H5: There will be no significant difference in satisfaction between the cohorts.
At the core of this study were two sets of 24 navigation tasks in VR (see Figure 5B). During each of the first three rounds, only one navigation method was possible, starting with walking, then going to teleporting, and ending with free-flying. In the fourth round, the subject could choose which navigation method they wanted to use, and they could change it at any time. The first task in every round served as a mini-tutorial where a pre-recorded voice explained the scope and goal of the experiment as well as the controls of the currently active navigation method to them.
FIGURE 5. This distribution of tasks across Luddy Hall and task sequence. (A): The five navigation tasks (plus tutorial) at their locations in two aligned cross-section views of the building. (B): All 24 tasks in sequence with color-coded difficulty level and possible navigation methods.
All 24 tasks entailed navigating from a fixed start position at the top of the fourth floor (see the human figure in Figure 5A). The target positions for tasks 1 and 2 were on the same floor and within sight, in two study rooms. Tasks 3–5 were on increasingly lower levels, with task 3 being inside another study room, task 4 being in a small office space under the staircase on the ground floor, and task 5 being in a classroom in the lower levels of the building. We used the increasing distance between the start position and a task target position as well as whether a target was within sight or out of sight to increase the difficulty over time. The distances between the start position and tasks 1–5 were approx. 11.6, 17.4, 24.3, 18.7, and 27.1 m in a straight line, with distances increasing consistently between tasks. Task 4 was an exception (with 18.7 m), but it was four floors down (on the ground floor) and out of sight of the start position, making up for the slightly smaller distance than the preceding tasks 3.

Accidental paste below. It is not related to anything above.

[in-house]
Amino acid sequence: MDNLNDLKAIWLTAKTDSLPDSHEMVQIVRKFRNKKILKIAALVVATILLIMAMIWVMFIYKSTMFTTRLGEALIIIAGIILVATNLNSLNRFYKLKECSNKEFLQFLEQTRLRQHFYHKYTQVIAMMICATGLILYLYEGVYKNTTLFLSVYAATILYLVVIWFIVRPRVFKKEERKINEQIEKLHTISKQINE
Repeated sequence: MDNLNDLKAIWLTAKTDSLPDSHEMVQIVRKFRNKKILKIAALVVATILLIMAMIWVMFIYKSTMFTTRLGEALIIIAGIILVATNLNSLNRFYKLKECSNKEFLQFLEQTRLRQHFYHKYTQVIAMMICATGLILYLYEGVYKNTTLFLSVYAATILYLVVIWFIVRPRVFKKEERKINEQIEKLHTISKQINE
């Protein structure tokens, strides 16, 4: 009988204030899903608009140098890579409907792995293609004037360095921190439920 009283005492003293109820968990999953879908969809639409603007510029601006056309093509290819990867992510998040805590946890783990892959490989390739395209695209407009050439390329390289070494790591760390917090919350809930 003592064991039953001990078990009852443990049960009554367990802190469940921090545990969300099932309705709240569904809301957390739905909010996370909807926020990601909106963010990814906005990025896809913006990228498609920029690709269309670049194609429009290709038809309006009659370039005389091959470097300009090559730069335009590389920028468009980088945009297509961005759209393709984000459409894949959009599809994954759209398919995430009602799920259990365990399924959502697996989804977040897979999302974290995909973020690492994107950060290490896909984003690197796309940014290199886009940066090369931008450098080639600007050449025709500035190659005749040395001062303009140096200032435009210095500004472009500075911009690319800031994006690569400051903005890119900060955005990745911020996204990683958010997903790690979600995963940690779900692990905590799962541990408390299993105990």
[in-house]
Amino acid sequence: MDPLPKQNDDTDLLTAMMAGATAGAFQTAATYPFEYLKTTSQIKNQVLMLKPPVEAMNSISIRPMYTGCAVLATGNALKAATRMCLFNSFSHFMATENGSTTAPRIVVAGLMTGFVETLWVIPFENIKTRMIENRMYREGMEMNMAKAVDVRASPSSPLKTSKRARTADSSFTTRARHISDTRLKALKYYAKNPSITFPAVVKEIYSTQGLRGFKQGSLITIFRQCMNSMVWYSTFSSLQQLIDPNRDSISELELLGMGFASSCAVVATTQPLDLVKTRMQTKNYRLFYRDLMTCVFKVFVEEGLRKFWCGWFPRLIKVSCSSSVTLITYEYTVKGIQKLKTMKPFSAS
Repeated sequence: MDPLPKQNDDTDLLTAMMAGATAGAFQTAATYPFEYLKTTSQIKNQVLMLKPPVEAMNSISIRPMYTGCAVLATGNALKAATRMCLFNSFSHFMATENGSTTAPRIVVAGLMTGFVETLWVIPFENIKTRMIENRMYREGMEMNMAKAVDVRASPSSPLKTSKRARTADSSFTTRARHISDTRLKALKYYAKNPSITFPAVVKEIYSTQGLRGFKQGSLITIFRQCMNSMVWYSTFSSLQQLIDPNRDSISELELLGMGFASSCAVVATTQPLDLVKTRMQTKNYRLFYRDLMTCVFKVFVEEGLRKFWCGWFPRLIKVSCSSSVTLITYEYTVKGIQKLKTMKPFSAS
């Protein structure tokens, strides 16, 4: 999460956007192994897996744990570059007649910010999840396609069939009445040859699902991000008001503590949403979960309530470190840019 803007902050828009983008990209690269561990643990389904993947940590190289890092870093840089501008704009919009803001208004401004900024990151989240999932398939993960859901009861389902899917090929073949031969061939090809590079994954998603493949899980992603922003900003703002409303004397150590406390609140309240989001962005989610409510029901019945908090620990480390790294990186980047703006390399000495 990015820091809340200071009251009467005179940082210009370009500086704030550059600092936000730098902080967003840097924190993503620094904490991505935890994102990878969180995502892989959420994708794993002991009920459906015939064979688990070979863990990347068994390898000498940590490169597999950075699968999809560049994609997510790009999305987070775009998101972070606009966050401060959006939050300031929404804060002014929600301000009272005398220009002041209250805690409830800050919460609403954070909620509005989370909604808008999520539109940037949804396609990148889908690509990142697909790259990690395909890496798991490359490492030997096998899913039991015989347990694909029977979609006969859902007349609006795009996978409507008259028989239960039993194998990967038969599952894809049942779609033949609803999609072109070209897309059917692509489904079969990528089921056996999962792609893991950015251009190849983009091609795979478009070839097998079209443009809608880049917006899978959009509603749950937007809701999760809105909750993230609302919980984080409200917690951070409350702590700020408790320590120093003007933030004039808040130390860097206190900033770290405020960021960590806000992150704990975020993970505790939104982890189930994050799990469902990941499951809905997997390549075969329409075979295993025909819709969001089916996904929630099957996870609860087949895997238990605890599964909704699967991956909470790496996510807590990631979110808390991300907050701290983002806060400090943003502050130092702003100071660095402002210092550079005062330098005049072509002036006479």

Inside each task room, there was a flat, blue panel with a white sphere inside it, with a diameter of about 10 cm (see Supplementary Figures S16C, D). The center of the sphere was about 120 cm above the floor. Below the sphere, a text panel instructed the user to finish the task by holding their controller against the sphere for one second. When the user arrived at a task, they had to locate the panel, approach it, interact with the sphere; subsequently, they were transported back to the start position.
To indicate to the user where to navigate next, a red exclamation mark was placed as a waypoint inside each task room. We used a custom shader to ensure that the waypoint was rendered on top of any other surfaces in the scene (see Supplementary Figure S16B). To help the user locate the task room once in sight, we added a flurry of around 4000 purple, twinkling particles to each room.
We present the calculations for speed and direction for each navigation method in detail in Figure 6.
FIGURE 6. Advanced illustration of how direction and speed are calculated from user input, for each navigation method.